Atlanta Mayor Keisha Bottoms announced last night that she signed a 14-day stay-at-home order due to the coronavirus pandemic. Aside from exceptions for “essential” services and businesses, Atlanta residents are directed to stay inside their homes. As of March 24, 2020, Lucy Lu and Associates continues its operations in all its offices but encourage its employees to work remotely with the support of technologies.

In order to remain close connections with the community of Lucy Lu & Associates, we would like to guide our clients in the following ways:

  • Our Office Hours:

Our normal office hours remain 9:00 AM to 6:00 PM from Monday to Friday.

  • Consultations:

Despite that in-person consultation is suspended temporarily due to the coronavirus breakout, our office continues to offer paid or free consultations to our clients by phone, skype or wechat.

To schedule free or paid consultations online:

To schedule a paid consultation with attorney Lucy Lu exclusively online here:

  • Case Inquiries or Customer Services:

Call us:            Toll Free: +1.800.928.4615

Atlanta Local: +1.404.343.7166

Silicon Valley Local: +1.408.498.9028

New York Local: +1.347.535.5180

Email us:

Online Chat:   chat with our team online:

Attorney Fee Payment:

Text us: +1.404.596.8773

Legal Matter Inquiries for On-Going Cases:  All of our attorneys, law clerks and paralegals remain working remotely. Please contact your assigned case managers directly. All case managers’ contact information is listed here: You may also contact our office per the instructions above.

  • In-Person Visits in the Offices:

We temporarily closed our offices for in-person visits due to the coronavirus outbreak. However, we still have limited employees routinely in the office to maintain minimum operation. Should you have any urgent matters, please coordinate our office per the instructions above for the possible arrangement of in-person visits.

The whole team at Lucy Lu and Associates are with our community. We’ll continue to work for our clients and support the community tirelessly. We wish you and your family a healthy year. Please stay safe and we’ll see each other shortly again!




Coronavirus Work Permit for F-1 International Students in the United States

Released on 03/20/2020
Hire us now for the work permit!

The U.S. Citizenship and Immigration Services (“USCIS”) is actively monitoring the effects of the public health emergency related to the 2019 coronavirus outbreak. Due to the current state emergency situation, the USCIS also provides special support for individual who are affected by the coronavirus outbreak.
For those F-1 international students in the United States, the USCIS may offer you the employment authorization if there is severe hardship to you caused by this unforeseen coronavirus, which allow you work off-campus. The examples of unforeseen circumstances include, but not limited to, negative impact caused to you by coronavirus outbreak for the followings:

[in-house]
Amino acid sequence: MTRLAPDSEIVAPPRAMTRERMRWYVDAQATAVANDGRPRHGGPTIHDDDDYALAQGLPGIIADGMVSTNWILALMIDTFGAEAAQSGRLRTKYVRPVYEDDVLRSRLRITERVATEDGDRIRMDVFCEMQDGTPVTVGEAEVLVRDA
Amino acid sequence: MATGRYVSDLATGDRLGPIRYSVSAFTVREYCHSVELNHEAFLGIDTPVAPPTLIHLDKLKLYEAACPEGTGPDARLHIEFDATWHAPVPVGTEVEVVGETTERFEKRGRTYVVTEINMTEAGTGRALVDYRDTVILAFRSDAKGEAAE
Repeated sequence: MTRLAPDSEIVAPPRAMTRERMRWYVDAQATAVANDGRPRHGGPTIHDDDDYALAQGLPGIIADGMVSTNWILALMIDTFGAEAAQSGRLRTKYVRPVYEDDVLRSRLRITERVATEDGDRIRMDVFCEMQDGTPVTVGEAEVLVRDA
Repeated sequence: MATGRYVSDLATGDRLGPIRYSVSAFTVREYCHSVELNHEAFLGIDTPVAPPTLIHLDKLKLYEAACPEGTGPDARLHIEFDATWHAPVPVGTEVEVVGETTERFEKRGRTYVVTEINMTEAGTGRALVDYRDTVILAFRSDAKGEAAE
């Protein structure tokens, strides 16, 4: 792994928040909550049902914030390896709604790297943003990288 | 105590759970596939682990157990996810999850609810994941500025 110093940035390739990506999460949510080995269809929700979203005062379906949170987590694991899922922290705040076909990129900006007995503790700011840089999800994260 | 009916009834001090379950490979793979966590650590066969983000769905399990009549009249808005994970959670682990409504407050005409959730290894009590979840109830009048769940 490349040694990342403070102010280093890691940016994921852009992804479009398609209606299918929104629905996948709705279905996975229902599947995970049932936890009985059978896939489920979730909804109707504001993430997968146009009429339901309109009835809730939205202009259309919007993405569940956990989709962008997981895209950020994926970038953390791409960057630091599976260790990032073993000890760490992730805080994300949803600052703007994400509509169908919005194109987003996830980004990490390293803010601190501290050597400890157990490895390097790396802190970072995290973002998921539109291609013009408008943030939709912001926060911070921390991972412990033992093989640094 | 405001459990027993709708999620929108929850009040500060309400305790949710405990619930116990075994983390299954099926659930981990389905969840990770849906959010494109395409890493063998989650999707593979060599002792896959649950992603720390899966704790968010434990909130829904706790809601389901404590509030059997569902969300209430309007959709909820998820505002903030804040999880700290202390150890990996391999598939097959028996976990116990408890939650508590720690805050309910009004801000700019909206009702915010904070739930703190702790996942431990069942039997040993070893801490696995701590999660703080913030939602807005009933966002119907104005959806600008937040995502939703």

• Loss of financial aid or on-campus employment (through no fault of your own);
• Substantial fluctuations in currency value or exchange rate;
• Inordinate increases in tuition or living costs;
• Unexpected changes in the financial condition of your source of support;
• Medical bills; and
• Other substantial and unexpected expenses.

If your request is approved, you may be able to work off-campus in one-year intervals up to the expected date of completion of your current course of study.

Our attorneys at Lucy Lu & Associates continue to work for our clients at this difficult time. The team at Lucy Lu & Associates wishes everyone stay safe.

Should you have any questions, please feel free to contact us at or 800-928-4615. You may also chat with us online at during our normal work hours from 9:00 am to 9:00 PM (eastern time) from Monday to Friday.

USCIS Proposed a Pre-registration Rule for FY 2020 H-1B Cap Petitions

News: On 12/03/2018, the USCIS proposed a pre-registration rule for Fiscal Year 2020 H-1B cap and advanced degree exemption petitions effective as early as April 1, 2019 H-1B cap filing date.

On 12/03/2018, the USCIS proposed a rule that would require employer petitioners seeking to file H-1B petitions subject to the regular cap, including those eligible for the advanced degree exemption, to first electronically register with the USCIS during a designated registration period. The proposed rule would also reverse the order by which USCIS selects H-1B petitions under the H-1B cap and the advanced degree exemption. Here is the full text published on Federal Register. Continue reading “USCIS Proposed a Pre-registration Rule for FY 2020 H-1B Cap Petitions”

Immigration News Update

Georgia to issue Driver’s License to young immigrants who are granted Deferred Action. Federal Court issued decisions on Georgia’s Anti-Immigration Law, HB 87. The State of Arizona declines to issue temporary Driver’s License and other state benefits to young immigrants granted Deferred Action. The State of Nebraska declines to issue temporary Driver’s License and other state benefits to young immigrants granted Deferred Action. US Embassy in India released checklist to help determine whether nonimmigrant visa in-person interview can be waived. USCIS reaches 10,000 U visa approved in the fiscal year 2012.

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Filing Deferred Action for Childhood Arrivals

Published by Lucy Lu & Associates LLC, 3475 Lenox Road, Suite 730, Atlanta, GA 30326. Phone: 1.404.343.7166 or

Today, August 3, 2012, the U.S. Citizenships and Immigration Services (USCIS) announced that it would accept filing of deferred actions for childhood arrivals starting on August 15, 2012. The USCIS finally implemented the details for deferred action after President Obama issued the executive order on June 15, 2012!

Continue reading “Filing Deferred Action for Childhood Arrivals”